Our Blog

Grief reactions associated with the death of an LGBTIQ partner

Some lesbian, gay, bisexual, transgender, intersex, or queer people have supportive birth families who recognise their queer relationships. In this instance, they may have the support of their family as they experience grief after the loss of a partner. Other people, however, have complex or challenging relationships with their birth families and instead rely on the support and love from their community. Some, unfortunately, are not able to seek support at all due to social isolation or being ‘in the closet’ or not yet ‘out.

It is important to keep in mind that the people within LGBTIQ communities are not all the same but are people with a range of different and varied experiences. Nonetheless, most members of these communities will face additional things that cause stress within their grief journey. For example:

  • some gay or queer relationships are not recognised at all by the family members they grew up with, which means that a partner may not be included in the funeral arrangements or grieving period. They may not be fully recognised as being an important part of the deceased’s life in the way that a straight partner would be. This can be very distressing and lead to unrecognised or hidden grief
  • if a bereaved partner is not ‘out’, or openly identifying as LGBTIQ, they may be hesitant to seek formal or informal support in their grief journey. Even if a person is comfortable disclosing their sexuality or gender identity, it is well known that people within this community face heteronormativity (that is, assumptions that all partnered or sexual relationships are made of a man and a woman) and homophobia when seeking help. These things can include people making assumptions about the gender of a partner, being confused about the status of a relationship, asking inappropriate/irrelevant questions about a person’s sexual practices, family structure, or gender status, or showing fear, dislike, or aggression in interactions with the bereaved person. When things like this happen, it can cause further distress and lead to a hesitance in looking for help in the future
  • the death of a partner may be the first time that family or other supports become aware of this important relationship. This may inadvertently reveal a grieving individual’s sexual or gender identity to family or others. Managing the ‘coming out’ process whilst also grieving can be incredibly stressful and isolating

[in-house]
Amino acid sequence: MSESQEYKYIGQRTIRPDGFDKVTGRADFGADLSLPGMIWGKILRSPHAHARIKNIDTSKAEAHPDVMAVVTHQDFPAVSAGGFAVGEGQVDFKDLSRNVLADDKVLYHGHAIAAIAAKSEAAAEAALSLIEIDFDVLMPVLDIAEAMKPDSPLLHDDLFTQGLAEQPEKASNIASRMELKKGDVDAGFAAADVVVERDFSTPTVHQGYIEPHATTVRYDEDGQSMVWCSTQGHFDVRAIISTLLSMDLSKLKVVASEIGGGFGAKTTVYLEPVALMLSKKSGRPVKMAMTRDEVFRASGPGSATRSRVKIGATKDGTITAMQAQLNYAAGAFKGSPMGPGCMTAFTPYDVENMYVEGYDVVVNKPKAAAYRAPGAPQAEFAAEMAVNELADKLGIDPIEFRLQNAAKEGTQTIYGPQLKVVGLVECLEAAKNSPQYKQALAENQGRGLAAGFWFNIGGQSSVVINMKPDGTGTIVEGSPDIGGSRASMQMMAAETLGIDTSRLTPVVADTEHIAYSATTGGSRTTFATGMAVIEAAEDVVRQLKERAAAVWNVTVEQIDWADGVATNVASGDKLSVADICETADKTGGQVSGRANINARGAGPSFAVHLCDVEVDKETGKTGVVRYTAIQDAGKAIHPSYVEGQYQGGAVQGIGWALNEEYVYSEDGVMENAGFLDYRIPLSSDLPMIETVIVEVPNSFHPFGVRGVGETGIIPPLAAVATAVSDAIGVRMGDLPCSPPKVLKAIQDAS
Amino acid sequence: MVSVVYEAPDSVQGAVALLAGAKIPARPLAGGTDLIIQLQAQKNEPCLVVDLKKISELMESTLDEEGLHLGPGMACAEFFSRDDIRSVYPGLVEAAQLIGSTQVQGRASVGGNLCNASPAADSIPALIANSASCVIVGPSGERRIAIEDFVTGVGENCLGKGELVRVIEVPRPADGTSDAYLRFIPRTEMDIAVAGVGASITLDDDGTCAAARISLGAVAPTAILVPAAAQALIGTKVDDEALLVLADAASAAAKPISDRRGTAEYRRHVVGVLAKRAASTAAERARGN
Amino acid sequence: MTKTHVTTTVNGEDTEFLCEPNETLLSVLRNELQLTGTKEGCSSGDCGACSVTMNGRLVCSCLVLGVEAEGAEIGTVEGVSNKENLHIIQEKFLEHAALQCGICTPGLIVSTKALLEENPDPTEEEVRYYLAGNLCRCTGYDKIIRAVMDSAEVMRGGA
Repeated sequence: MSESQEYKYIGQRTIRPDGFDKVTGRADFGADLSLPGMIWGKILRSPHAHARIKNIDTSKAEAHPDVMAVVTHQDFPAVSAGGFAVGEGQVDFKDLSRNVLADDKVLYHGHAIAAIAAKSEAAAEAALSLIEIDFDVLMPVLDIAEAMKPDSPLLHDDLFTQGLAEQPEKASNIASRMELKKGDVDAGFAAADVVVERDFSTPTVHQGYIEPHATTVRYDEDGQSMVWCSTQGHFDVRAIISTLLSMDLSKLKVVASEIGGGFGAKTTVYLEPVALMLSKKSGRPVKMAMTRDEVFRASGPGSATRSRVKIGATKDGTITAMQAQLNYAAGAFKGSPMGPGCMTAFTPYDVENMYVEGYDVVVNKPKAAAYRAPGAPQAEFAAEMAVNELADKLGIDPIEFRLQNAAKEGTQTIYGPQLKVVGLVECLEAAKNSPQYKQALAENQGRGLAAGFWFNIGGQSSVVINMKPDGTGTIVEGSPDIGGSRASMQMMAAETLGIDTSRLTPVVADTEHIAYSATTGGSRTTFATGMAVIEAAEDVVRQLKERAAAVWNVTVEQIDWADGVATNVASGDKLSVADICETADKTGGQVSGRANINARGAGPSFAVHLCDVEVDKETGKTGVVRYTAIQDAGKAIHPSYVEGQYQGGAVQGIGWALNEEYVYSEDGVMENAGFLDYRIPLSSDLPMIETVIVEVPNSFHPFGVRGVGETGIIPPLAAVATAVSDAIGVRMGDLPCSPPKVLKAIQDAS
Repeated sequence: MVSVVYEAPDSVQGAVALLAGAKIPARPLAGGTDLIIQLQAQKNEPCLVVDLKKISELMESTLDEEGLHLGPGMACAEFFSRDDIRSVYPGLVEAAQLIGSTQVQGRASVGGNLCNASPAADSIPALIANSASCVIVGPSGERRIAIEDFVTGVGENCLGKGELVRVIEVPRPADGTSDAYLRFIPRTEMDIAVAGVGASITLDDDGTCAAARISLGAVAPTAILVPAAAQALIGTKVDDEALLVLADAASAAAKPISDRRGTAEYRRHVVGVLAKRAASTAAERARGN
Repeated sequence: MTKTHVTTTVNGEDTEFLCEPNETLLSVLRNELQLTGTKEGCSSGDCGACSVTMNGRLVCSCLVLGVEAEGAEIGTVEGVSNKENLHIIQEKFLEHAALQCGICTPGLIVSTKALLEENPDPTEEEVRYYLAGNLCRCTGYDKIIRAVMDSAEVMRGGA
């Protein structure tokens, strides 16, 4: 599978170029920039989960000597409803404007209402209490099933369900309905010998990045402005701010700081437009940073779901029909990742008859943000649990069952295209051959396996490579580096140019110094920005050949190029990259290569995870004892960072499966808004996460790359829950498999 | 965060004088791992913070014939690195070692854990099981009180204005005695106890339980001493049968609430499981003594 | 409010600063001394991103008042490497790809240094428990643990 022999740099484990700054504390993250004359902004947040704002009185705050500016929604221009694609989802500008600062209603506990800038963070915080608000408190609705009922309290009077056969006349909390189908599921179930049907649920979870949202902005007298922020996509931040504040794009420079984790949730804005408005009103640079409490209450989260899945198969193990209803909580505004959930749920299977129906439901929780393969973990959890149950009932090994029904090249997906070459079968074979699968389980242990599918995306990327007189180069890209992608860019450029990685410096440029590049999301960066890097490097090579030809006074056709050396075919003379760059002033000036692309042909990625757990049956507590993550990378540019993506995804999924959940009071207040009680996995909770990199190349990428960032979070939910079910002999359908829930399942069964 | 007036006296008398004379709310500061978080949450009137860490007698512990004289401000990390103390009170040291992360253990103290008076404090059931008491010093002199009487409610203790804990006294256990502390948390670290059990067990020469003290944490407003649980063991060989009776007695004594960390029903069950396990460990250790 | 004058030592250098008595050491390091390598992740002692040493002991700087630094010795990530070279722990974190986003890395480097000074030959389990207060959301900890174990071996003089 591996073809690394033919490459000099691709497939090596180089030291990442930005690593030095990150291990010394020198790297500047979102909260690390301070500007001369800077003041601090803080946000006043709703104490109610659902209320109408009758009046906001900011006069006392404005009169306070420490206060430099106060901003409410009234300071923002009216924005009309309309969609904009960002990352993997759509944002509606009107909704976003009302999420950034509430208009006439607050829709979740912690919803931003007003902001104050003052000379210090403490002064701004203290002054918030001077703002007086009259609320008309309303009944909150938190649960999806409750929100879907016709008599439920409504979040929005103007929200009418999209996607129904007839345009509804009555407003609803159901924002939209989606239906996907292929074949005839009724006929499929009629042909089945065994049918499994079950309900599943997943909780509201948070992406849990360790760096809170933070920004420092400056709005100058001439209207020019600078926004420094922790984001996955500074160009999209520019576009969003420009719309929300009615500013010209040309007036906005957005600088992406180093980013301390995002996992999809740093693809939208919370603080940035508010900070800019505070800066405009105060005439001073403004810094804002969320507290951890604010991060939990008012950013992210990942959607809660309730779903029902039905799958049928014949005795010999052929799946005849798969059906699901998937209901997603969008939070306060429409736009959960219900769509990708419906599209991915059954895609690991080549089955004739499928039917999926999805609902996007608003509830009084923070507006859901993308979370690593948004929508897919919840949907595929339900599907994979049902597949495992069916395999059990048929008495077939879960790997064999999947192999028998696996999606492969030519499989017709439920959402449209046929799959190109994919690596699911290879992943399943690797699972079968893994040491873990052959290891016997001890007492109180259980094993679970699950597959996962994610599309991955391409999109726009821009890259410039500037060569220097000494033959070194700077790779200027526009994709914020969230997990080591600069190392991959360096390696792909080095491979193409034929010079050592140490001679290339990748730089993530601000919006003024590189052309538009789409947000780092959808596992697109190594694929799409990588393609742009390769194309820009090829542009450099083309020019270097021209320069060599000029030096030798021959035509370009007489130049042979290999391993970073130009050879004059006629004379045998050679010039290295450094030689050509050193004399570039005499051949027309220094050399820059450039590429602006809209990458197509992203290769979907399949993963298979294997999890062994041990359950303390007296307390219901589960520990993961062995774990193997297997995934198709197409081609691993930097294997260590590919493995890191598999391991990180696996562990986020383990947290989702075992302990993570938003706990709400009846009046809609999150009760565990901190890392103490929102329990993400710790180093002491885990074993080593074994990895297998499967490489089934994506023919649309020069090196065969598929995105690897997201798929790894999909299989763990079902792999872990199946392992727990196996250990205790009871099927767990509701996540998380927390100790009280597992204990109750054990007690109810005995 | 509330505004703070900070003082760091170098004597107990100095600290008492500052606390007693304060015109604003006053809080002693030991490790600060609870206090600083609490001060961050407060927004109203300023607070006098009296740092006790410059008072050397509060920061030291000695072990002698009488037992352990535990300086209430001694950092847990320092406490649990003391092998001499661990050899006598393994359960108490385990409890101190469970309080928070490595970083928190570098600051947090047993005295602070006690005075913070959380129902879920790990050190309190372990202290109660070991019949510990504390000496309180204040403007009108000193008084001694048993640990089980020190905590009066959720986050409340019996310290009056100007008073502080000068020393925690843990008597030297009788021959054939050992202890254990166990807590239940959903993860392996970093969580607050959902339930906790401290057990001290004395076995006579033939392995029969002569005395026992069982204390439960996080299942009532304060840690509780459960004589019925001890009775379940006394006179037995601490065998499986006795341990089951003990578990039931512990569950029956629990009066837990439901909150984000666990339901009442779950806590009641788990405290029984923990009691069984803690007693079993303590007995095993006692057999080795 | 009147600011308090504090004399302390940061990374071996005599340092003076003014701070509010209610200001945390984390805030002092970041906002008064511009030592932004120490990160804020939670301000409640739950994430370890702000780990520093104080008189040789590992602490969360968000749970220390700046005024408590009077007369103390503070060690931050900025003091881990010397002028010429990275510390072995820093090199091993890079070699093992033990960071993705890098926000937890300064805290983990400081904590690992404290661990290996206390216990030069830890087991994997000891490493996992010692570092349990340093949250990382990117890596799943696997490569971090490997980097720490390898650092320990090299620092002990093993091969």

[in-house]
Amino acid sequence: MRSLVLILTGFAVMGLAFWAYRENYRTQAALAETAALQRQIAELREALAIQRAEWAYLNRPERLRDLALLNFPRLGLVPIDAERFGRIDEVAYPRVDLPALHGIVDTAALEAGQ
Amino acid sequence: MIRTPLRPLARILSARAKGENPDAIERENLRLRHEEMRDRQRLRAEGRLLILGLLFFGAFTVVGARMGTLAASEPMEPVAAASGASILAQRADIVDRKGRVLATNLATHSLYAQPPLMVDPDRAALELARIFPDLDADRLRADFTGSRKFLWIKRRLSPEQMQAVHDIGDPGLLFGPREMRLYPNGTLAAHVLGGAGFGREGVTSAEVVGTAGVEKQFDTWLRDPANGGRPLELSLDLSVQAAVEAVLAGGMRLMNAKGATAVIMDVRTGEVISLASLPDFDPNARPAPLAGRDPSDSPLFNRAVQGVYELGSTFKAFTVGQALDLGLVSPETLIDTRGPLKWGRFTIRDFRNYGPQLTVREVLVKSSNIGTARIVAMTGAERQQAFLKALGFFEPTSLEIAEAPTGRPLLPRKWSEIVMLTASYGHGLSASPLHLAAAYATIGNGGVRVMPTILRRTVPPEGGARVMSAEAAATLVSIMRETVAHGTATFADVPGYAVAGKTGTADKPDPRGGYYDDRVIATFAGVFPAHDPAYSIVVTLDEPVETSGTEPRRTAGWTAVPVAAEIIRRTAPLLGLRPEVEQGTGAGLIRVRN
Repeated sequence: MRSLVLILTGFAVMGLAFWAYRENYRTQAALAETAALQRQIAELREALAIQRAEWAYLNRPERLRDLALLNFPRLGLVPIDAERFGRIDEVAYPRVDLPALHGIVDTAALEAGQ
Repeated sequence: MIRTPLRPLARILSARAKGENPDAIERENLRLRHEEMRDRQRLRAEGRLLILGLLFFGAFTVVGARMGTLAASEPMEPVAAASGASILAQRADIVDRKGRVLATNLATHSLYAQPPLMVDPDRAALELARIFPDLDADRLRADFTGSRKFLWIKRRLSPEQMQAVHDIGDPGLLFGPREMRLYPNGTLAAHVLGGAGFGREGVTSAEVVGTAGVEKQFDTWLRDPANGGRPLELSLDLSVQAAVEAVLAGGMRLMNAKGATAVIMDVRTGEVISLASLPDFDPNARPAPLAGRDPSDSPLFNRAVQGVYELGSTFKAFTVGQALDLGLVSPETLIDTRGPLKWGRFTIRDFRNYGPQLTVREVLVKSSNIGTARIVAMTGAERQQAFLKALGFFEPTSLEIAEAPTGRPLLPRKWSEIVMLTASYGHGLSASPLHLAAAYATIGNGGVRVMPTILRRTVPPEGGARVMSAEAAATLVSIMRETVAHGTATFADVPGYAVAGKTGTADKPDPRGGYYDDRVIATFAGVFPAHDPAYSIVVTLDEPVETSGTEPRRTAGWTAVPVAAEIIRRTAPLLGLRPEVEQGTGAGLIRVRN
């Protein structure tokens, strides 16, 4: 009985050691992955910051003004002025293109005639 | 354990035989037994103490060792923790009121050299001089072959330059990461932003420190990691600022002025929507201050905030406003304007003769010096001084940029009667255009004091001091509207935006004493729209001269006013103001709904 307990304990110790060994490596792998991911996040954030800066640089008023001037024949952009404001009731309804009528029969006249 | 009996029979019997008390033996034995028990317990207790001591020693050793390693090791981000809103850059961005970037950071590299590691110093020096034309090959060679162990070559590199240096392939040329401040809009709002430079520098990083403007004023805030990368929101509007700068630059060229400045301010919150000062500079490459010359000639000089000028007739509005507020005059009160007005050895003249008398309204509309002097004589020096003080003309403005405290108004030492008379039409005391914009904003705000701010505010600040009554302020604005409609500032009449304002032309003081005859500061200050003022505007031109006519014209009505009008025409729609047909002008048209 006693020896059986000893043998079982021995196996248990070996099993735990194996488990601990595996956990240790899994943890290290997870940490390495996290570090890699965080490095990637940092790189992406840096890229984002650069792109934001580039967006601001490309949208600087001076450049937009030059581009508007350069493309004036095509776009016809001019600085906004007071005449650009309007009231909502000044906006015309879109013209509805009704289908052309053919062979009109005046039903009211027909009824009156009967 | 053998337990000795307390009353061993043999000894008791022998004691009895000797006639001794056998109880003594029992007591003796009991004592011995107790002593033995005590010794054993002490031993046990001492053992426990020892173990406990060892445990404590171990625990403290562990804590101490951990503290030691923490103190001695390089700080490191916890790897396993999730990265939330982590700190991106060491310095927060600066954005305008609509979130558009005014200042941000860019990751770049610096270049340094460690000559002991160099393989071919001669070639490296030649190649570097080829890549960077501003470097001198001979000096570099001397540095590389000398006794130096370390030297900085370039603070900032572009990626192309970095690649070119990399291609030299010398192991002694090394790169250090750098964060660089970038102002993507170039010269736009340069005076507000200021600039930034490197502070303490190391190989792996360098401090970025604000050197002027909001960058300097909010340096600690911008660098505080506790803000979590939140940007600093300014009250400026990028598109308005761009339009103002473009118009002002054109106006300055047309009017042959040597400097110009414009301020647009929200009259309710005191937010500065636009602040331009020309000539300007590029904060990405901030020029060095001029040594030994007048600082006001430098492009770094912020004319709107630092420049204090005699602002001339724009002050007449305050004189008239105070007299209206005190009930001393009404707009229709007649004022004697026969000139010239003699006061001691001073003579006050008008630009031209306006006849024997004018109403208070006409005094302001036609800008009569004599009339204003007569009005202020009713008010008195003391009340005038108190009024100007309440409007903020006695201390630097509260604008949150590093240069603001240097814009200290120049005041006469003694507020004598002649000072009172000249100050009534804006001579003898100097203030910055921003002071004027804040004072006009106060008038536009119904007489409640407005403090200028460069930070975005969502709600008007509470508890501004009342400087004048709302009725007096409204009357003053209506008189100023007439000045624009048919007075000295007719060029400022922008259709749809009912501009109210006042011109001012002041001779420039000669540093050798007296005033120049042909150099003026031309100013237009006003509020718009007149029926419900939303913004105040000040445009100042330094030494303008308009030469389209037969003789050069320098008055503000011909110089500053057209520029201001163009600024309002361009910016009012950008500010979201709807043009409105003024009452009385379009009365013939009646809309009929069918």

• as lesbian, gay, bisexual, transgender, intersex, and queer relationships and identities are sometimes misunderstood or invalidated, the level of grief associated with this loss may not be recognised
  • the lack of historical financial and legal recognition of non-heterosexual relationships or of relationships involving people who are non-binary/gender fluid (who don’t identify as exclusively male or female) or non-cisgender (whose gender identity differs from that assigned at birth) may lead to complications around next of kin and wills or estate processes
  • the cause of death may be particularly relevant to individuals within the LGBTIQ communities, such as suicide, AIDS or homicide. Due to ongoing discrimination and oppression, this community also faces rates of unnatural death higher than those of the general population (particularly the transgender and gender-varied communities). Sometimes, these causes of death can increase feelings of being alone and vulnerable in the bereaved as they face stigma or at times insensitive curiosity from others in the general population

 

Coping With The Death Of A LGBTIQ Partner

  • because it is likely that a bereaved partner will have previously experienced homophobia or heteronormativity, it is important that family, friends, and services providers show their unquestioning acceptance of LGBTIQ identities and relationships to promote help-seeking behaviour. For service providers, this can include actions such as displaying a pride flag sticker, using gender neutral language or asking for preferred pronouns, and adding an ‘other’ box on forms asking for gender information (or removing the need to ask for gender at all if not relevant)
  • a grieving partner may be able to participate in a separate memorial service with supporting community and family
  • services specific to LGBTIQ people may be relevant to provide support

 

Other Resources

Solace Australia: South Australia
Barossa Valley Solace Group

Leave a Reply

Your email address will not be published. Required fields are marked *